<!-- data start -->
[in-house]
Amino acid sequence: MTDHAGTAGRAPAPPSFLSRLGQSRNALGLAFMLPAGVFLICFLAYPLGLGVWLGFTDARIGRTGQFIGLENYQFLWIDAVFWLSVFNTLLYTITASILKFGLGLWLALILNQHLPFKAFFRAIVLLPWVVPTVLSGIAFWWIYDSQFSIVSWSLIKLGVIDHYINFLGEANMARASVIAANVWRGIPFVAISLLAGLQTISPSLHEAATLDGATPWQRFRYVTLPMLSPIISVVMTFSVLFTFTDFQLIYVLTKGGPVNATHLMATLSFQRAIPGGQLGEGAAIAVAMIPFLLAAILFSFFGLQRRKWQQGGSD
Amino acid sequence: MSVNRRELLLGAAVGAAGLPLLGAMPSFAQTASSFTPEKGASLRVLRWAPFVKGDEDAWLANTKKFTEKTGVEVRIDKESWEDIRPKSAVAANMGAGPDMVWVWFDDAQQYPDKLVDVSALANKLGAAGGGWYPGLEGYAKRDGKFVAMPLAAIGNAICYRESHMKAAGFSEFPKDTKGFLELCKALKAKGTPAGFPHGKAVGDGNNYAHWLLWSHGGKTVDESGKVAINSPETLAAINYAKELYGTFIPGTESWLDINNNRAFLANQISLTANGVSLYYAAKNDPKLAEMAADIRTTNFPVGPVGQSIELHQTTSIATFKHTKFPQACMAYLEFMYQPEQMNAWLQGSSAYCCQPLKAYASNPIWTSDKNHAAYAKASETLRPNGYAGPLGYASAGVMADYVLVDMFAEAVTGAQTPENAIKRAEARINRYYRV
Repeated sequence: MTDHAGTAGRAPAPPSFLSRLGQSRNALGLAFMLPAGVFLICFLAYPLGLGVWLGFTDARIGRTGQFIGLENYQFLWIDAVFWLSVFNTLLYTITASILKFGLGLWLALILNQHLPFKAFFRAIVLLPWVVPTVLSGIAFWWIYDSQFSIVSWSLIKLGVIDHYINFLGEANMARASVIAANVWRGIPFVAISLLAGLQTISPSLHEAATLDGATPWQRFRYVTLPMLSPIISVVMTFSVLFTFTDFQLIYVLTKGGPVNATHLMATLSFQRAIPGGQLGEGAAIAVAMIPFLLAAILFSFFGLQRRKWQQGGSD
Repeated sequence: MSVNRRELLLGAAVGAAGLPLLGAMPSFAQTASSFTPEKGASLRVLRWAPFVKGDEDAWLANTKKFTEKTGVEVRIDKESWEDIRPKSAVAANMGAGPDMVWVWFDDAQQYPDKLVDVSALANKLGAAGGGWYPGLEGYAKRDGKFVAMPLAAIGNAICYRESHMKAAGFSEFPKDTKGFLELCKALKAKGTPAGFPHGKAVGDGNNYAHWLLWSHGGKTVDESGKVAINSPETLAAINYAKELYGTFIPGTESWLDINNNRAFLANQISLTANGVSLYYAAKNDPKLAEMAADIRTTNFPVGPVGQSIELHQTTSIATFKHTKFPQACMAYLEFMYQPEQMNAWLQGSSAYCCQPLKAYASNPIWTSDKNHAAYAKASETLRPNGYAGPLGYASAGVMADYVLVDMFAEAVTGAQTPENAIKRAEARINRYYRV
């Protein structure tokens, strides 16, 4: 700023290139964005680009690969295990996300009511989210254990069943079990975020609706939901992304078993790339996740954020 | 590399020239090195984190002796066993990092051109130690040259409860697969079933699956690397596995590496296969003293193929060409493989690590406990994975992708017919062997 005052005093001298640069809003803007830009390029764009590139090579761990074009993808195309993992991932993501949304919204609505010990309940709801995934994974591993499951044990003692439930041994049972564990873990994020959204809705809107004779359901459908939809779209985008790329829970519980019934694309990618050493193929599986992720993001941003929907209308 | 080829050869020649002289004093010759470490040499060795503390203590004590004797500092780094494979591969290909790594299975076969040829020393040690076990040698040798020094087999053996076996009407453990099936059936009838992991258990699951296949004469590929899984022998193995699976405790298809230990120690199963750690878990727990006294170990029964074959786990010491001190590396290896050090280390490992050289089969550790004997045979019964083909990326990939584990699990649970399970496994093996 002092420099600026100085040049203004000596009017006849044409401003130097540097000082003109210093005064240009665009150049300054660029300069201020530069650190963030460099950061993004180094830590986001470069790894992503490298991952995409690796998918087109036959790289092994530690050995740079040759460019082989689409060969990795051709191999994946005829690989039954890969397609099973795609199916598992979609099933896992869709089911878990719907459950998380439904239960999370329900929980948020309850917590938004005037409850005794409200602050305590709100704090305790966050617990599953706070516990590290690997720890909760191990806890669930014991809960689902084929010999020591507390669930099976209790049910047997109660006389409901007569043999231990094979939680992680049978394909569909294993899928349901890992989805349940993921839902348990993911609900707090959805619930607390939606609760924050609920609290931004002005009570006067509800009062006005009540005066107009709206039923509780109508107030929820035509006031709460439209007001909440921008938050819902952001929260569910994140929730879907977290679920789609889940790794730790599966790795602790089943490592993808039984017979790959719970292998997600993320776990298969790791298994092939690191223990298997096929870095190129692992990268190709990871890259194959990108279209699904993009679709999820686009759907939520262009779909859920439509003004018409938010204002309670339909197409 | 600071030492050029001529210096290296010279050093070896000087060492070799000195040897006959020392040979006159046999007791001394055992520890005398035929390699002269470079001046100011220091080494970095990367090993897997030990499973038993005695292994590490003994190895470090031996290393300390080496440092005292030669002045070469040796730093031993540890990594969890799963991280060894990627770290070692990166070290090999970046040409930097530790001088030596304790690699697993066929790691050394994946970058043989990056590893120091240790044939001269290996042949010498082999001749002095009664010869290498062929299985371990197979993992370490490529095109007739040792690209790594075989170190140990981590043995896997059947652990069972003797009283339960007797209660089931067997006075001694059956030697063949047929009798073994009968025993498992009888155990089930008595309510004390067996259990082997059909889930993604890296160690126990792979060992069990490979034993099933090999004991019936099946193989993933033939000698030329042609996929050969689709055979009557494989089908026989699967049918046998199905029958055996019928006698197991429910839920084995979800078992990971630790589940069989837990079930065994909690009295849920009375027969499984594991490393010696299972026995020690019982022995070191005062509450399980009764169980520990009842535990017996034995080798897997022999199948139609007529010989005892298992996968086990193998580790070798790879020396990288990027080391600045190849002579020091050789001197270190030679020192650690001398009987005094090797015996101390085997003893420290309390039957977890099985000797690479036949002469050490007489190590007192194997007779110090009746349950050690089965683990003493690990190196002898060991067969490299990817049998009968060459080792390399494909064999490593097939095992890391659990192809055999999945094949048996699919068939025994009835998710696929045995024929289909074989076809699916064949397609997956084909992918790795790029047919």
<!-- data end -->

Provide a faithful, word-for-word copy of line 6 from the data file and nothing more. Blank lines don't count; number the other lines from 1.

């Protein structure tokens, strides 16, 4: 700023290139964005680009690969295990996300009511989210254990069943079990975020609706939901992304078993790339996740954020 | 590399020239090195984190002796066993990092051109130690040259409860697969079933699956690397596995590496296969003293193929060409493989690590406990994975992708017919062997 005052005093001298640069809003803007830009390029764009590139090579761990074009993808195309993992991932993501949304919204609505010990309940709801995934994974591993499951044990003692439930041994049972564990873990994020959204809705809107004779359901459908939809779209985008790329829970519980019934694309990618050493193929599986992720993001941003929907209308 | 080829050869020649002289004093010759470490040499060795503390203590004590004797500092780094494979591969290909790594299975076969040829020393040690076990040698040798020094087999053996076996009407453990099936059936009838992991258990699951296949004469590929899984022998193995699976405790298809230990120690199963750690878990727990006294170990029964074959786990010491001190590396290896050090280390490992050289089969550790004997045979019964083909990326990939584990699990649970399970496994093996 002092420099600026100085040049203004000596009017006849044409401003130097540097000082003109210093005064240009665009150049300054660029300069201020530069650190963030460099950061993004180094830590986001470069790894992503490298991952995409690796998918087109036959790289092994530690050995740079040759460019082989689409060969990795051709191999994946005829690989039954890969397609099973795609199916598992979609099933896992869709089911878990719907459950998380439904239960999370329900929980948020309850917590938004005037409850005794409200602050305590709100704090305790966050617990599953706070516990590290690997720890909760191990806890669930014991809960689902084929010999020591507390669930099976209790049910047997109660006389409901007569043999231990094979939680992680049978394909569909294993899928349901890992989805349940993921839902348990993911609900707090959805619930607390939606609760924050609920609290931004002005009570006067509800009062006005009540005066107009709206039923509780109508107030929820035509006031709460439209007001909440921008938050819902952001929260569910994140929730879907977290679920789609889940790794730790599966790795602790089943490592993808039984017979790959719970292998997600993320776990298969790791298994092939690191223990298997096929870095190129692992990268190709990871890259194959990108279209699904993009679709999820686009759907939520262009779909859920439509003004018409938010204002309670339909197409 | 600071030492050029001529210096290296010279050093070896000087060492070799000195040897006959020392040979006159046999007791001394055992520890005398035929390699002269470079001046100011220091080494970095990367090993897997030990499973038993005695292994590490003994190895470090031996290393300390080496440092005292030669002045070469040796730093031993540890990594969890799963991280060894990627770290070692990166070290090999970046040409930097530790001088030596304790690699697993066929790691050394994946970058043989990056590893120091240790044939001269290996042949010498082999001749002095009664010869290498062929299985371990197979993992370490490529095109007739040792690209790594075989170190140990981590043995896997059947652990069972003797009283339960007797209660089931067997006075001694059956030697063949047929009798073994009968025993498992009888155990089930008595309510004390067996259990082997059909889930993604890296160690126990792979060992069990490979034993099933090999004991019936099946193989993933033939000698030329042609996929050969689709055979009557494989089908026989699967049918046998199905029958055996019928006698197991429910839920084995979800078992990971630790589940069989837990079930065994909690009295849920009375027969499984594991490393010696299972026995020690019982022995070191005062509450399980009764169980520990009842535990017996034995080798897997022999199948139609007529010989005892298992996968086990193998580790070798790879020396990288990027080391600045190849002579020091050789001197270190030679020192650690001398009987005094090797015996101390085997003893420290309390039957977890099985000797690479036949002469050490007489190590007192194997007779110090009746349950050690089965683990003493690990190196002898060991067969490299990817049998009968060459080792390399494909064999490593097939095992890391659990192809055999999945094949048996699919068939025994009835998710696929045995024929289909074989076809699916064949397609997956084909992918790795790029047919």